Wednesday, August 9, 2017

Do You Manage DNA Kits for Multiple People?

This post will give you a clue about how I blunder around. I write people emails; often sticking to a prepared message. Sometimes I get responses and sometimes I don't. I have told people I think some of my matches have a "Do Not Respond" gene floating around. Fortunately, for my genealogy pursuits, I don't. 

Then there are those who do respond who are open and eager and they may think I am nuts. That's okay; I am who I am.  I share, often bouncing from one train of thought to another. I let them know me. Hey, they are related, they are family.

Today, I wrote just such a message. The only change I have made is to remove one living person's name (and some glaring type-o's). The name I removed is another person I have communicated with who triangulates with the recipient of this email. All other surnames are part of our important communication to find our common ancestor, or to address something my relative shared with me in our communication. Here is that email:

The other person who triangulates with us is at a loss, as her father was adopted and she is trying to discover her father's line. Once we figure it out, I will be able to tell her who it is and she can do a form of "reverse" genealogy called a Mirror Tree to find her father's family. 
It isn't unusual NOT to have a DNA match at 3rd cousin and more distant. In fact, it is astounding that it happens. It all has to do with how the DNA is recombined in each person that makes us unique. That tiny segment we share in the same place, on this same chromosome which links us to our shared common ancestor to me is very special; it links us through time and history. It is our window through which we can focus on that particular ancestor. Like a message in a bottle. I want to know what that message is telling me. That is at the root of this passion I have--- genetic genealogy. 
I would love to look at your full tree. I noticed the name Caudill in the screenshot you sent. Funny, I have been running into that name more and more in my searches. As we progress further and further back in history we may find we have more than one common ancestor. I have a friend at my local library; when I saw all the surnames we share (I keep finding the same names in searches), I immediately told her we would find we were related and probably with more than one ancestor. We have found three so far (though not genetically.)

As for the Edwards surname; many people have researched John Jenkins wife as Mary Ann McPhearson. There were two John Jenkins in Butler County, KY. Both had wives named Mary Ann. Only one had a daughter named Vilet (yep, they left the o out,). That is Mary Ann Edwards and she is the mother of my 2nd great grandmother Lucinda Jenkins who married Robert Armstrong. It appears we may need to focus on this Jenkins line; I am still curious about the Caudill surname. I have also come across the Workman surname as well as Hawkins and Gist. But hey, I study MANY trees.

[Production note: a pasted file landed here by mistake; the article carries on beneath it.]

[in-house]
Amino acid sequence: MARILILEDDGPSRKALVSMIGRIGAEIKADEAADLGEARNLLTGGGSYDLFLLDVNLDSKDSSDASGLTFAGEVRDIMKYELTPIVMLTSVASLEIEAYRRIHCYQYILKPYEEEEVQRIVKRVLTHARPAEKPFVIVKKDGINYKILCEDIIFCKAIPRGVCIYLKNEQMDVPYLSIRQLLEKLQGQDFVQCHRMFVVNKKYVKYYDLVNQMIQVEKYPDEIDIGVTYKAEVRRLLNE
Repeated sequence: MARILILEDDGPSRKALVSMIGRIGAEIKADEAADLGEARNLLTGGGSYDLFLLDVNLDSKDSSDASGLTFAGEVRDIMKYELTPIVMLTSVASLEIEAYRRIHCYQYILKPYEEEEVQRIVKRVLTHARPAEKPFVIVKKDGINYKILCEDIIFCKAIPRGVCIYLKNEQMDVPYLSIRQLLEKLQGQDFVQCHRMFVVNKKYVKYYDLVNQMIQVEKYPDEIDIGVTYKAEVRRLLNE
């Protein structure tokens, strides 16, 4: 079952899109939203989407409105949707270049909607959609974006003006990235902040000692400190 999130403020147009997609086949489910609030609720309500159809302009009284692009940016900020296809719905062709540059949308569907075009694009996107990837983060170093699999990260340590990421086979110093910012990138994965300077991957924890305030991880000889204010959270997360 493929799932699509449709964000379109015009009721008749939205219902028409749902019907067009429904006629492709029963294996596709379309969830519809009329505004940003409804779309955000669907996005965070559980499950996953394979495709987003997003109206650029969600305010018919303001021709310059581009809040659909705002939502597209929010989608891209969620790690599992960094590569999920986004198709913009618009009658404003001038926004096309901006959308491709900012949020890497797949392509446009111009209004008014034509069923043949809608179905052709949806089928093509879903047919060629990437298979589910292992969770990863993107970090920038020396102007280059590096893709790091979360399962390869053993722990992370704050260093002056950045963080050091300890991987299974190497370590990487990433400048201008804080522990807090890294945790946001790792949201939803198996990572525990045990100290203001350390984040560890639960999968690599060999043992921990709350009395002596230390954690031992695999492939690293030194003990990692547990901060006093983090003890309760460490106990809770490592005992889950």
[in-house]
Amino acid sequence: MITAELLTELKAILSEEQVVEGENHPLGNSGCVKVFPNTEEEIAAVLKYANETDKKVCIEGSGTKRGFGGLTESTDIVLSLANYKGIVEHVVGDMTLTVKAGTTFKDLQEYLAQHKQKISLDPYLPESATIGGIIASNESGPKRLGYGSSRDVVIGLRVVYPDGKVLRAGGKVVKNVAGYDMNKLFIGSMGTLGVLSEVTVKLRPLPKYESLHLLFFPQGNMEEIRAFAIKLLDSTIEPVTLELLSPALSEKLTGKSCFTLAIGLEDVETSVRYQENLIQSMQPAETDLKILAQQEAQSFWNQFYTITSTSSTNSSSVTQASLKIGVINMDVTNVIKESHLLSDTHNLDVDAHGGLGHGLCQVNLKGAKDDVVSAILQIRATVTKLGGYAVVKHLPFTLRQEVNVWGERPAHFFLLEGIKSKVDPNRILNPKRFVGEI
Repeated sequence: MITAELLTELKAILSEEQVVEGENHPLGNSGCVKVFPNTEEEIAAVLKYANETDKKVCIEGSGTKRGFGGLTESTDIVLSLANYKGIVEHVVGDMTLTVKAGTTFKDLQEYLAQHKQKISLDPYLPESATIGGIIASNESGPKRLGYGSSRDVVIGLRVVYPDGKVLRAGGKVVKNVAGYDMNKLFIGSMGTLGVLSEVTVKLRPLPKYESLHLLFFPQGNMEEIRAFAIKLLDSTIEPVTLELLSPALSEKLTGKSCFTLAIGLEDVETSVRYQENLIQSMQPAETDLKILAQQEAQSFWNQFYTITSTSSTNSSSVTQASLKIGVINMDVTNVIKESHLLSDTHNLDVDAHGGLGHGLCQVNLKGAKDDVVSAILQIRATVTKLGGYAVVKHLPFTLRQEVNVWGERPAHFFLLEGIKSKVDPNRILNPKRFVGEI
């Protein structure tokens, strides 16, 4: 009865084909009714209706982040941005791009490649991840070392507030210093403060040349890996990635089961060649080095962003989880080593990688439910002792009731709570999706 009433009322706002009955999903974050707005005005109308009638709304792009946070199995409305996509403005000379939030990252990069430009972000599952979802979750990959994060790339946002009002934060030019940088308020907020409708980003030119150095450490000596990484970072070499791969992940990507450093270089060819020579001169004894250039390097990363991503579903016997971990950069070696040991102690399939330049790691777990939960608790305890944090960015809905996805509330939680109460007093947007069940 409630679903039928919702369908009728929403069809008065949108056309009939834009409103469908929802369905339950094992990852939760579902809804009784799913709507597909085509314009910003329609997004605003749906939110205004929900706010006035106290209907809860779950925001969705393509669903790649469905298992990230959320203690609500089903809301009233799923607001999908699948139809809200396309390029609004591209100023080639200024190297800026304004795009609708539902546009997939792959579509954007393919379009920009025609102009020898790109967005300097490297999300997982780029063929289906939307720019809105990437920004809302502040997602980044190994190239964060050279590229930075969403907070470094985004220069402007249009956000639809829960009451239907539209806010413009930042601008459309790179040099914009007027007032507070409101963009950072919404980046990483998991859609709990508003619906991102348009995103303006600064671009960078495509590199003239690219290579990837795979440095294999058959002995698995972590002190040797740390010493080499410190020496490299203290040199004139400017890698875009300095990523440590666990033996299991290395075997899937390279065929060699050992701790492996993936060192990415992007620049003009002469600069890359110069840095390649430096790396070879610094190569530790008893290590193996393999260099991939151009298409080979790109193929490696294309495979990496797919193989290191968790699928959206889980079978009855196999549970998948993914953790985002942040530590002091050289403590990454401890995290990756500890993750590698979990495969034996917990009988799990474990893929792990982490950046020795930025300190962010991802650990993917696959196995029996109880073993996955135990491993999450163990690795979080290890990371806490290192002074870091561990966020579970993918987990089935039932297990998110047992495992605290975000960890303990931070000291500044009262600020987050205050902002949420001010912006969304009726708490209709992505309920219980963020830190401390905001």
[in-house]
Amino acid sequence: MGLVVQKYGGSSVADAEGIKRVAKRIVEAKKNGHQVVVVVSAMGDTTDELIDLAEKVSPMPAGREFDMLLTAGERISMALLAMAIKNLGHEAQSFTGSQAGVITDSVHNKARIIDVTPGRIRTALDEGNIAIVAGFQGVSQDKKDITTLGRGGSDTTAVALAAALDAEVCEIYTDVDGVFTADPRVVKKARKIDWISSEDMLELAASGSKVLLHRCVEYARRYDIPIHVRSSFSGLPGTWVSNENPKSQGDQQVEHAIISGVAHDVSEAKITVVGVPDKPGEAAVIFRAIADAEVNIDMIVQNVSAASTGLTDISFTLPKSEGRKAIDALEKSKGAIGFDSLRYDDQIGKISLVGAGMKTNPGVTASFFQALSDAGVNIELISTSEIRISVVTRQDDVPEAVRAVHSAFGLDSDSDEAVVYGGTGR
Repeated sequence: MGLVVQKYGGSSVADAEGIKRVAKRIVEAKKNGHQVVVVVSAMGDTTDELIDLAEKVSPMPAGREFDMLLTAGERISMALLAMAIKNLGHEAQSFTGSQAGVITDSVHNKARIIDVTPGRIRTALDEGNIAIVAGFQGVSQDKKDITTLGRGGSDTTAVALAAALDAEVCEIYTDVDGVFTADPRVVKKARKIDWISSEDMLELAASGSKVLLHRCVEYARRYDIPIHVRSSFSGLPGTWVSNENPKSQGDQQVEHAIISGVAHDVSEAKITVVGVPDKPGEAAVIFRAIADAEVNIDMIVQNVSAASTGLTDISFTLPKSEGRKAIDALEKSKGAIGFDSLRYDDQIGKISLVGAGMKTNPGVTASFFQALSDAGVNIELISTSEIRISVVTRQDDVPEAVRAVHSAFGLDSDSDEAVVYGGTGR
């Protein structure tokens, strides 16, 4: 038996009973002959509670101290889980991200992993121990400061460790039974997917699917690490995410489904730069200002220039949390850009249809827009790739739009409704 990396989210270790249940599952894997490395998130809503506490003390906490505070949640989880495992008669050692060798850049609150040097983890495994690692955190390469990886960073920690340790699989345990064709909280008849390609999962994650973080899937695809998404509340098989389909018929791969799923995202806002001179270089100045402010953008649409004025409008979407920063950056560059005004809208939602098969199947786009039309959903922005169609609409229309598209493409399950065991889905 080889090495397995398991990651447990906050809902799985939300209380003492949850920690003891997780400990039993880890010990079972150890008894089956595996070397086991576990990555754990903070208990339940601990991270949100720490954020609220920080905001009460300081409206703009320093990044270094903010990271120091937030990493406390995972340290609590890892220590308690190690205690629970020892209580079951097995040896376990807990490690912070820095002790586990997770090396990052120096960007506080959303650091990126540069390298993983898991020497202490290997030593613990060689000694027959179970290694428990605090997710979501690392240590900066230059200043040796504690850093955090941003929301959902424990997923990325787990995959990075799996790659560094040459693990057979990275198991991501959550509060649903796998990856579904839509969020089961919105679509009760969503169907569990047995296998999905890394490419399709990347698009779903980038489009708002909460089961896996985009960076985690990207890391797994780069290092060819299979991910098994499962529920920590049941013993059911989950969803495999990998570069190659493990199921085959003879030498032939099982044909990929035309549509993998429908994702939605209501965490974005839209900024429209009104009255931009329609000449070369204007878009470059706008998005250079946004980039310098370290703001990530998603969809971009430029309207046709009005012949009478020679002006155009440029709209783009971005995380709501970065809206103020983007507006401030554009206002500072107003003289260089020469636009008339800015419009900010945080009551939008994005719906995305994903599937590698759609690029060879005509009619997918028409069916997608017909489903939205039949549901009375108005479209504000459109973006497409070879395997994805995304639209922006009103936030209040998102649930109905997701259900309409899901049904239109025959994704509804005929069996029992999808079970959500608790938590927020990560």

Have you run the test on GEDmatch: Are your parents related? Sometimes that can give you a clue beyond what the written results indicate if you look at it in graphic mode as well. You might see a tiny blue line which indicates a common ancestor.
Jim Bartlett's blog, Segment-ology (when read, starting with his first post) helped me understand how triangulation works better than anything else other people have written.

BTW, you can download your tree from ancestry to your desktop; make notes of the "evidence" you have in that line because if you got the source info from them you will have to find it from other sources (for free) it's out there. (I recommend you do this since Ancestry has just been purchased by another company.) You can get a free gedcom program on line if you need one. I recommend Legacy. 
It would be a great leap forward if you donate one time to GEDmatch Tier 1 tools for a month. That will provide ample time to download all of your results from all of the kits you manage into separate workbooks in Excel for each person. You will be able to see who triangulates where, on which chromosomes. I use my Matching Segments page; add a column right before the graphic where I can enter info about common ancestors discovered using the triangulation tools.  
If you read Jim Bartlett's blog and download a workbook for each person, I promise a light will come on and you will jump way ahead of others. To better understand what you are seeing, I have provided some explanations in my blog: The Blundering DNA Genealogists. (I gave it that title, because that's how I have learned, by blundering around and using the tools and trying to figure out what they mean.) Now I am blessed to be able to teach people this method at my local library. 
I also highly recommend building your tree on WikiTree. And though there is a learning curve, I also caution against using a gedcom to upload your tree. By building one person at a time, you will discover cousins as you build and link to this collaborative one ancestor profile entry tree. (We do our best not to duplicate the same ancestor, but link ourselves and others to that ancestor). When you include your GEDmatch kit number, it will automatically populate those profiles with whom you and others share DNA. You will know you have the correct ancestor as soon as three people triangulate with this ancestor. Finding a third person can take awhile; triangulated groups help if you can get others to join WikiTree who triangulate on GEDmatch. 
Whew! Long winded me. I look forward to an invite to view your tree. (Please include a maiden name for your grandmother's line) 
Cousin somehow---we WILL figure this out,
Barbara Shoff 

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